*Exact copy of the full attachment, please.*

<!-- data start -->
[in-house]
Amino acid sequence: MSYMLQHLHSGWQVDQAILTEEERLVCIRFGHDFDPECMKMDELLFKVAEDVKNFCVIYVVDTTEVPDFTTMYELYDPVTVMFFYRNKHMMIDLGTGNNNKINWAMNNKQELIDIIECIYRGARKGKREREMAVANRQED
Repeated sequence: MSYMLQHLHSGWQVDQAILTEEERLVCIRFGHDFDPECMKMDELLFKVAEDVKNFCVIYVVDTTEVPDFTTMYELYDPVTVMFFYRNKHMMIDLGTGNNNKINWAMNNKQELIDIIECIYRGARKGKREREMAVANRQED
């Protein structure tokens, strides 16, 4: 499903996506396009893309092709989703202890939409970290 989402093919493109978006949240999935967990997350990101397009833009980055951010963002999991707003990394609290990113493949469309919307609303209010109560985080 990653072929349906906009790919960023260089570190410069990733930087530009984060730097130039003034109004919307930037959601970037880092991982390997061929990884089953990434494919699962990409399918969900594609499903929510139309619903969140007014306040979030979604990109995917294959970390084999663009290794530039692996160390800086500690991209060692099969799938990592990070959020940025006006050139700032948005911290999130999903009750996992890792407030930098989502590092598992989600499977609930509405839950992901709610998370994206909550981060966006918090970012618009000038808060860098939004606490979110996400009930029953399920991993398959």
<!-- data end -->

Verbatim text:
[in-house]
Amino acid sequence: MSYMLQHLHSGWQVDQAILTEEERLVCIRFGHDFDPECMKMDELLFKVAEDVKNFCVIYVVDTTEVPDFTTMYELYDPVTVMFFYRNKHMMIDLGTGNNNKINWAMNNKQELIDIIECIYRGARKGKREREMAVANRQED
Repeated sequence: MSYMLQHLHSGWQVDQAILTEEERLVCIRFGHDFDPECMKMDELLFKVAEDVKNFCVIYVVDTTEVPDFTTMYELYDPVTVMFFYRNKHMMIDLGTGNNNKINWAMNNKQELIDIIECIYRGARKGKREREMAVANRQED
């Protein structure tokens, strides 16, 4: 499903996506396009893309092709989703202890939409970290 989402093919493109978006949240999935967990997350990101397009833009980055951010963002999991707003990394609290990113493949469309919307609303209010109560985080 990653072929349906906009790919960023260089570190410069990733930087530009984060730097130039003034109004919307930037959601970037880092991982390997061929990884089953990434494919699962990409399918969900594609499903929510139309619903969140007014306040979030979604990109995917294959970390084999663009290794530039692996160390800086500690991209060692099969799938990592990070959020940025006006050139700032948005911290999130999903009750996992890792407030930098989502590092598992989600499977609930509405839950992901709610998370994206909550981060966006918090970012618009000038808060860098939004606490979110996400009930029953399920991993398959």